Woods shines on a surreal Saturday at AT&T

By Rex HoggardJuly 1, 2012, 1:47 am

BETHESDA, Md. – A little myth busting.

If a 100-year-old tree falls across Congressional’s 14th fairway no one hears it, but when Tiger Woods cut a swath across the baked-out Blue Course on Saturday with the absolute minimum of eyeballs on him the entire golf world sat up and took notice.

On a surreal day when cheers were replaced by chainsaws the guy in the green shirt made magic, not that many actually witnessed the AT&T National host roll his way to a 25-putt 67 that leaves him a stroke behind third-round leader Brendon de Jonge and closing on his second victory in as many starts at Congressional.

But Saturday wasn’t so much about what Woods shot as it was what it took to set the stage for his heroics and the precious few who actually watched it.

Late Friday a storm blew through Washington D.C., toppling trees and leaving more than a million homes without power.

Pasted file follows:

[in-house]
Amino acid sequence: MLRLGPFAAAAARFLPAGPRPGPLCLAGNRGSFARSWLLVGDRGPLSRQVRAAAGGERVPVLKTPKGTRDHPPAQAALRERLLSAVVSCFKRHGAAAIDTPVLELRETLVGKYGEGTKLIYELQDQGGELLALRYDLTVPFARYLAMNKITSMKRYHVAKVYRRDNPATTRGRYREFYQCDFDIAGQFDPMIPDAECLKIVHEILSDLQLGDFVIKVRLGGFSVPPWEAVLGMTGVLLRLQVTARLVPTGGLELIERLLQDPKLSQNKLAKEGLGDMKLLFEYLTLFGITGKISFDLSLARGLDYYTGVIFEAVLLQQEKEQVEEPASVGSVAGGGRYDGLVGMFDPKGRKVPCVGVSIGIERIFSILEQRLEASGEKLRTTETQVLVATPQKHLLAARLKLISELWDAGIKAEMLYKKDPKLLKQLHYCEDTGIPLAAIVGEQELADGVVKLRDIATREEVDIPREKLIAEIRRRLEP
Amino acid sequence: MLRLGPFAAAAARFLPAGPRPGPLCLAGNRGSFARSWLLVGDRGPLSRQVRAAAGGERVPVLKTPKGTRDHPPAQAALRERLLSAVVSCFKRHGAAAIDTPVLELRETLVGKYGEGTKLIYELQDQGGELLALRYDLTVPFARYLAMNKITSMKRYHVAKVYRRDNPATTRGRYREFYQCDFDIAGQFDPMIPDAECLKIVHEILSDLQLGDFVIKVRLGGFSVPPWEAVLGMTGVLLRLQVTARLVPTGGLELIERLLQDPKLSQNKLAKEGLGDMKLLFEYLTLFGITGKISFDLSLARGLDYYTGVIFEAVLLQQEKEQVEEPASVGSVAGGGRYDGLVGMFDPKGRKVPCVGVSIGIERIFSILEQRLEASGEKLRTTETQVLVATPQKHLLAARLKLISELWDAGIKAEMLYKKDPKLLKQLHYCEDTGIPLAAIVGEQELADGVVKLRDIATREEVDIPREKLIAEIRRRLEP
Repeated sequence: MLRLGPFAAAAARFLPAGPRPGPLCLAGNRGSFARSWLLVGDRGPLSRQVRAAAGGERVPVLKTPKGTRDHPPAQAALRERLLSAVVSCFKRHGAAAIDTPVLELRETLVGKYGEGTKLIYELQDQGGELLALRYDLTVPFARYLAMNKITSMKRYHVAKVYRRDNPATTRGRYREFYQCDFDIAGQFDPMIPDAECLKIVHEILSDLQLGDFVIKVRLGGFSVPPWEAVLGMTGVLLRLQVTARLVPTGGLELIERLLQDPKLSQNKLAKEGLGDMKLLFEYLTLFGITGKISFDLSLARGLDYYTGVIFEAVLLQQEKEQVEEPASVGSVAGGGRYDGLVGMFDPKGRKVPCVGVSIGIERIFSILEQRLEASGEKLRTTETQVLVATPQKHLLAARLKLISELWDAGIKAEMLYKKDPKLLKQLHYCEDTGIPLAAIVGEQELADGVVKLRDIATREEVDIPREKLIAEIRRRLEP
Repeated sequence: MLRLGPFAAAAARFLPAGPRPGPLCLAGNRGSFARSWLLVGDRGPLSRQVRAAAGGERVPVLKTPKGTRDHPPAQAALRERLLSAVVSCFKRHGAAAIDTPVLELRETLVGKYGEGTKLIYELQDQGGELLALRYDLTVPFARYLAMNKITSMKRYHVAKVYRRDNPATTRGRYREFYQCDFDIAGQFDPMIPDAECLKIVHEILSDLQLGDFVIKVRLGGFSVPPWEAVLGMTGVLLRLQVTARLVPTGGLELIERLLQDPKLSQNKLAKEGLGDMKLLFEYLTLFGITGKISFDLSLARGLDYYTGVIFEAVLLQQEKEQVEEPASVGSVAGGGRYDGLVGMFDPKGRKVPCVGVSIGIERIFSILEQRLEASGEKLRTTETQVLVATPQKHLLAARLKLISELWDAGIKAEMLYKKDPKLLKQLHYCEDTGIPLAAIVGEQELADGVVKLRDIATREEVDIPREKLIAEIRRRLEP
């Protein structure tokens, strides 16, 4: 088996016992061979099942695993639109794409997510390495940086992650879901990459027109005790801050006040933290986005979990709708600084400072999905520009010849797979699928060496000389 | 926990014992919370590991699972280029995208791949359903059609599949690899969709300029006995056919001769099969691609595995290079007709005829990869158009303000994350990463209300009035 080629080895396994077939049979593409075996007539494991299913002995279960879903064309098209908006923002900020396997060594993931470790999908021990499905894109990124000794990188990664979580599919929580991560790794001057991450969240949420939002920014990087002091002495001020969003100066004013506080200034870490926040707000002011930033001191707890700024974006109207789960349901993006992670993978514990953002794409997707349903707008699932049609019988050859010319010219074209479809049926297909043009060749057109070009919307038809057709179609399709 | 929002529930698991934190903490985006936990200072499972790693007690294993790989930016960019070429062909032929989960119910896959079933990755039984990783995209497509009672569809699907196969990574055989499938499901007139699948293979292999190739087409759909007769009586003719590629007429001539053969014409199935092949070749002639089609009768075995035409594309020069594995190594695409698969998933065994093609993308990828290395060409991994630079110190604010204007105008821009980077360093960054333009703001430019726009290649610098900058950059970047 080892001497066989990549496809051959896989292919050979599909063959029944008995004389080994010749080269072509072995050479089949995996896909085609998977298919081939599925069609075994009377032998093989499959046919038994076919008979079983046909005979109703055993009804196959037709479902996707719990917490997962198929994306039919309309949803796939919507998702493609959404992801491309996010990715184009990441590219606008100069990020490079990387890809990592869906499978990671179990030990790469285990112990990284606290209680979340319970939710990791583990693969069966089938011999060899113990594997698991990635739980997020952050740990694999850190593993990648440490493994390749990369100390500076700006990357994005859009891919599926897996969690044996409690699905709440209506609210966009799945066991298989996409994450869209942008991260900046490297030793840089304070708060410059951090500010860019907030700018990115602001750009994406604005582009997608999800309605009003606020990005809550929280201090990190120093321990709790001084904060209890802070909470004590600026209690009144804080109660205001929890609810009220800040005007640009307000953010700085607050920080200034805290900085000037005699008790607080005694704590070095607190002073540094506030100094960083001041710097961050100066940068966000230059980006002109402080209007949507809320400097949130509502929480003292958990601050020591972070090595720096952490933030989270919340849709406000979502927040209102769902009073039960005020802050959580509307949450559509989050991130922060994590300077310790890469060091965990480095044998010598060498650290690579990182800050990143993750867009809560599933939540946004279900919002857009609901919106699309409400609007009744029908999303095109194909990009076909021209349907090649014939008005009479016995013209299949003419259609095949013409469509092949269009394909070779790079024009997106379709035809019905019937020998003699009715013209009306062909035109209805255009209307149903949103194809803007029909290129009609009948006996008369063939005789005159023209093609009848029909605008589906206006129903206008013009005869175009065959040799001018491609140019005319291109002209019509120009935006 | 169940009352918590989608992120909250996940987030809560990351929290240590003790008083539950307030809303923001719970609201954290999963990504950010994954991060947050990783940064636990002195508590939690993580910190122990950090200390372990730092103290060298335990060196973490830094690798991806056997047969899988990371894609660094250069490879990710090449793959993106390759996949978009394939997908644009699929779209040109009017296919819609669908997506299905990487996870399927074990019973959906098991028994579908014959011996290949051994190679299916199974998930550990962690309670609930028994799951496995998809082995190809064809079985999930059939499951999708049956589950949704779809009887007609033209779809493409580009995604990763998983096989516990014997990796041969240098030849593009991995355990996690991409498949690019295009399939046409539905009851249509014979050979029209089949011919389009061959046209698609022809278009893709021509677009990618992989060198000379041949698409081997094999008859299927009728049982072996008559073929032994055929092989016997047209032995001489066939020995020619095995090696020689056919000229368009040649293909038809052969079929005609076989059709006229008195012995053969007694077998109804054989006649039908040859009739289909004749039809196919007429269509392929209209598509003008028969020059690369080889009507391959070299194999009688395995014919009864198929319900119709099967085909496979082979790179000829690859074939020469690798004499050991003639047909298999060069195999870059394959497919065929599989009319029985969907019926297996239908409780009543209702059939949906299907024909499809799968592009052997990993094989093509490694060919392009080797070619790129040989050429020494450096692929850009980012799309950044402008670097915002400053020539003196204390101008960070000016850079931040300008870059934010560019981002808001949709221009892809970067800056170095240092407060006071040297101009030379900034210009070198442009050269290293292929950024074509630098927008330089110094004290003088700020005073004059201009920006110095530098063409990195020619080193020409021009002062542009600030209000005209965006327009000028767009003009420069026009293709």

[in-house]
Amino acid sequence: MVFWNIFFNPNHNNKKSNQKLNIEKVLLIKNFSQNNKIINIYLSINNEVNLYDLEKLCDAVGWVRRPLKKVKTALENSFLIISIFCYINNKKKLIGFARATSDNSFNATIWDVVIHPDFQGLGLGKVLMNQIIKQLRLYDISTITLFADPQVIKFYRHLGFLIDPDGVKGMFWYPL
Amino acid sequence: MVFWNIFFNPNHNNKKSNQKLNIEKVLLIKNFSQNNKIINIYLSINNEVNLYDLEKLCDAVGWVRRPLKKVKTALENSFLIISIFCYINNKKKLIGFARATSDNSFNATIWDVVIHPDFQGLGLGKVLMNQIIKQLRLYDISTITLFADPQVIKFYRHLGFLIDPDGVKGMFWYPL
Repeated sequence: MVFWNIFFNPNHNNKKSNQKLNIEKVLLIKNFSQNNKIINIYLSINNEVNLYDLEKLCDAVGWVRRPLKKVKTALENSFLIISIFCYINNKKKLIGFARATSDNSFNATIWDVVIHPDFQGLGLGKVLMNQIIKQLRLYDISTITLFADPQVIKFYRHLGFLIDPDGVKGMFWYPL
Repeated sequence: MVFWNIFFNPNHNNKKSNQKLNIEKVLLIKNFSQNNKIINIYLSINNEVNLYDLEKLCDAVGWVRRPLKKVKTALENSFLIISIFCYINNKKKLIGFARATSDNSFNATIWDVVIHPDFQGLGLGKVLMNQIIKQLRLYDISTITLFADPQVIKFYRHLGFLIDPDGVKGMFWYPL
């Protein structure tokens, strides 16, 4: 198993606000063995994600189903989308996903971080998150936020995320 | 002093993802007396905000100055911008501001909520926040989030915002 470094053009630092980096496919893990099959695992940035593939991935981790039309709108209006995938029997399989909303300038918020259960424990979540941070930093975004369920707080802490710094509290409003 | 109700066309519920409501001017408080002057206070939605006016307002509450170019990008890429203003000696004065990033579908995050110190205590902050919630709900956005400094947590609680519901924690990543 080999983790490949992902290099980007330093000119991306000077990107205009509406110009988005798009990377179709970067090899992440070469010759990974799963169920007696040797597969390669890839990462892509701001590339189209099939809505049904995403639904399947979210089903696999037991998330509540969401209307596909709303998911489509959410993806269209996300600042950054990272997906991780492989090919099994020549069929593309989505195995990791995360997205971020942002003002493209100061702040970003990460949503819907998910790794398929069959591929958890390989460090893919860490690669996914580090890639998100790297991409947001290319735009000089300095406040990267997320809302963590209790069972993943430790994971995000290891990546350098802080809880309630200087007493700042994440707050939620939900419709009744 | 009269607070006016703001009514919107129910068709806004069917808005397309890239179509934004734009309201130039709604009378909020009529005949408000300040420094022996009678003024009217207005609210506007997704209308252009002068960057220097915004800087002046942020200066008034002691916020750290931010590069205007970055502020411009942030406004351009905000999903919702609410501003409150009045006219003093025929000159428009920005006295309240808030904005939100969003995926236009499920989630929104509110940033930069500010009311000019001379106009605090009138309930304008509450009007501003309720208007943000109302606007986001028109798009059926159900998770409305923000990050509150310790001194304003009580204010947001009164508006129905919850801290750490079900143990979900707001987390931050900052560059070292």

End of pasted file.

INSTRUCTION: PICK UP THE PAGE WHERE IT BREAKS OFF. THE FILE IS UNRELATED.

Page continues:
The damage to Congressional was extensive and crews worked through the night to ready the layout for Round 3 play but officials never felt comfortable allowing fans onto the property so Saturday’s proceedings were something of a private affair.

As Woods readied for his third round your scribe asked one Tour type when was the last time he played without a gallery? “Yesterday,” he deadpanned. Fair enough, but Woods’ reality, at least between the ropes, is always inside the public domain.

As chainsaws and wood chippers echoed in the background, a threesome that included Greg Owen, George McNeill and Brian Harman teed off in the first group to begin what Tour officials say was the first tournament round closed to the public in recent memory.

After McNeill was announced to the tee first, which drew a round of strange looks considering the low-key nature of the event, he was forced to back off his tee shot as the cleanup effort buzzed around him.

“I knew it,” he laughed.

Who knew Woods, who has ignited galleries with his on-course theatrics for more than a decade, would be just as prolific in relative solitude?

The storm that whipped winds to 70 mph and ravaged the area is called a “derecho,” a native American word meaning straight. On Saturday Woods was wielding something of a derecho putter, which he established early with five consecutive one-putts to begin his day.